As artists/musicians, we often think about why the audience is not taking our work seriously. This can include people not spreading the word about our work or willing to pay for our work. We tend to get frustrated and eventually, we would feel self-doubt and become ashamed of our own talents and skills.
In moments of shame, we often look for instances to assign blame. We would start finding faults with the world and why the world is not recognizing our work. However, more often than not, the problem is us and not the world. It's highly likely that we haven't been working right.
In his interview with Chase Jarvis, Seth Godin offers two possible reasons your art isn't recognized by the world yet: 1. People don’t know what your art is for. 2. Maybe you aren’t that good at your art.
I will be addressing the second point in this blog post.
So, how can we offer something valuable to the society?
Seth Godin in his book, The Dip talks about the lie of diversification, which validates the tip #2.
One reason I love the Indian Carnatic Music concerts is the lack of assistance using technology to make the concert experience better. Most of the Carnatic Concerts do not have any sound engineers, or big mixing consoles or any major technology that replaces the human effort by covering up the flaws. Technology can push things down to mediocrity by making people fall into the trap of perfectionism to escape shame. Therefore, if you want to make it big as a Carnatic Music artist, you need to be really really good.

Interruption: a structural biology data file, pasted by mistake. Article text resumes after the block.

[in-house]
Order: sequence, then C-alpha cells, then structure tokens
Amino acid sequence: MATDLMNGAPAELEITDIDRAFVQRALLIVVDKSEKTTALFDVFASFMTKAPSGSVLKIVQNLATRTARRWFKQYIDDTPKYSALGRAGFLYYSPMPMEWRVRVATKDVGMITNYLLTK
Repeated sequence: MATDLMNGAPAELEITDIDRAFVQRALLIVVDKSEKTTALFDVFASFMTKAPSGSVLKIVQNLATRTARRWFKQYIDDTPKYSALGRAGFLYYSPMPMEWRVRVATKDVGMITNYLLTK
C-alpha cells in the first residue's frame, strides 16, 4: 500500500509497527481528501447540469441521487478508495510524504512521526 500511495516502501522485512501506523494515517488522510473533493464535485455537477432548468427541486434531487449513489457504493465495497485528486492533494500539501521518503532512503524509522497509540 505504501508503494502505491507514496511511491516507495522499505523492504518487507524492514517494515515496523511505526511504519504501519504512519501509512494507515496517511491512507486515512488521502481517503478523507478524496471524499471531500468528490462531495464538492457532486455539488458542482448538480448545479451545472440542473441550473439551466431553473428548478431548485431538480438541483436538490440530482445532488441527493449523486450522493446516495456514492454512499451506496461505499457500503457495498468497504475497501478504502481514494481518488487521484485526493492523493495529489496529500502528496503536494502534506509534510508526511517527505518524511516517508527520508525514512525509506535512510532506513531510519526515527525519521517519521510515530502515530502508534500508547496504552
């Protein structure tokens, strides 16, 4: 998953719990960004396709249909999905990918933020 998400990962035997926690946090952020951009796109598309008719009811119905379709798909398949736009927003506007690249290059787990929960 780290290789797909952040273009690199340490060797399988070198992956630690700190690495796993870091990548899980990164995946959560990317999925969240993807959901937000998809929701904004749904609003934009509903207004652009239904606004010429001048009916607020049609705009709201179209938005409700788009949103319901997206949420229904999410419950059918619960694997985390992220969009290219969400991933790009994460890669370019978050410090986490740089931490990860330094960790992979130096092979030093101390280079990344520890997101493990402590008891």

Another strategy some of us would choose to get recognized for our work is doing something 'different' than what the others in the same field have been doing. I have heard many of my friends, who had taken an unconventional career path, convincing their parents and peers of their decision saying, 'Sachin Tendulkar didn’t complete his schooling and went the unconventional way of becoming a cricketer and he is famous and rich. Similarly, Mark Zuckerberg was a Harvard dropout and yet he made it.'
While these are true they are also, superficial reasons. What my friends couldn’t see is how Sachin and Mark became what they became. The how is more important than the what. They were so good at what they did and that’s the reason they made it big, not simply because they chose to go against the status quo.
Clearly, what this requires is embracing a growth mindset.